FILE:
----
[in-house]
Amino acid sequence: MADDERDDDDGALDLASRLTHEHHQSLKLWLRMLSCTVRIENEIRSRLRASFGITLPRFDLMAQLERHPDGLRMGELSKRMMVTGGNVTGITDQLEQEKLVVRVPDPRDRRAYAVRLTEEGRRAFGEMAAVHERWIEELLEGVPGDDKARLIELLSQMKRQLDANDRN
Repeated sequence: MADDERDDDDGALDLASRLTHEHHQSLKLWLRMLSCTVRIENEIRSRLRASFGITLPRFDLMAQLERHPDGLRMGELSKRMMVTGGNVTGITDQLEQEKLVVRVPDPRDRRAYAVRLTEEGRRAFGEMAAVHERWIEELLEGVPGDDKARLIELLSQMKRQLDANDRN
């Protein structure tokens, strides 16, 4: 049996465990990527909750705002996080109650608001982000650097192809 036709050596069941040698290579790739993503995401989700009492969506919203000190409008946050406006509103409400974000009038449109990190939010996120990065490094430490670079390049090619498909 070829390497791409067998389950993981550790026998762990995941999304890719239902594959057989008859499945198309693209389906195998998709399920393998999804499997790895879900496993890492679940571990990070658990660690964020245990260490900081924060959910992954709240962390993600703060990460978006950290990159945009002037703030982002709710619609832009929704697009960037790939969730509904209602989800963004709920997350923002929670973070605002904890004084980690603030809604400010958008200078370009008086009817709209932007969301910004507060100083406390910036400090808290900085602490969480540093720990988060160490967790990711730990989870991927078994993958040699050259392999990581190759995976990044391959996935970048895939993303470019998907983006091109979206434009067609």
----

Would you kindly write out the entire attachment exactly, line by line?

[in-house]
Amino acid sequence: MADDERDDDDGALDLASRLTHEHHQSLKLWLRMLSCTVRIENEIRSRLRASFGITLPRFDLMAQLERHPDGLRMGELSKRMMVTGGNVTGITDQLEQEKLVVRVPDPRDRRAYAVRLTEEGRRAFGEMAAVHERWIEELLEGVPGDDKARLIELLSQMKRQLDANDRN
Repeated sequence: MADDERDDDDGALDLASRLTHEHHQSLKLWLRMLSCTVRIENEIRSRLRASFGITLPRFDLMAQLERHPDGLRMGELSKRMMVTGGNVTGITDQLEQEKLVVRVPDPRDRRAYAVRLTEEGRRAFGEMAAVHERWIEELLEGVPGDDKARLIELLSQMKRQLDANDRN
């Protein structure tokens, strides 16, 4: 049996465990990527909750705002996080109650608001982000650097192809 036709050596069941040698290579790739993503995401989700009492969506919203000190409008946050406006509103409400974000009038449109990190939010996120990065490094430490670079390049090619498909 070829390497791409067998389950993981550790026998762990995941999304890719239902594959057989008859499945198309693209389906195998998709399920393998999804499997790895879900496993890492679940571990990070658990660690964020245990260490900081924060959910992954709240962390993600703060990460978006950290990159945009002037703030982002709710619609832009929704697009960037790939969730509904209602989800963004709920997350923002929670973070605002904890004084980690603030809604400010958008200078370009008086009817709209932007969301910004507060100083406390910036400090808290900085602490969480540093720990988060160490967790990711730990989870991927078994993958040699050259392999990581190759995976990044391959996935970048895939993303470019998907983006091109979206434009067609």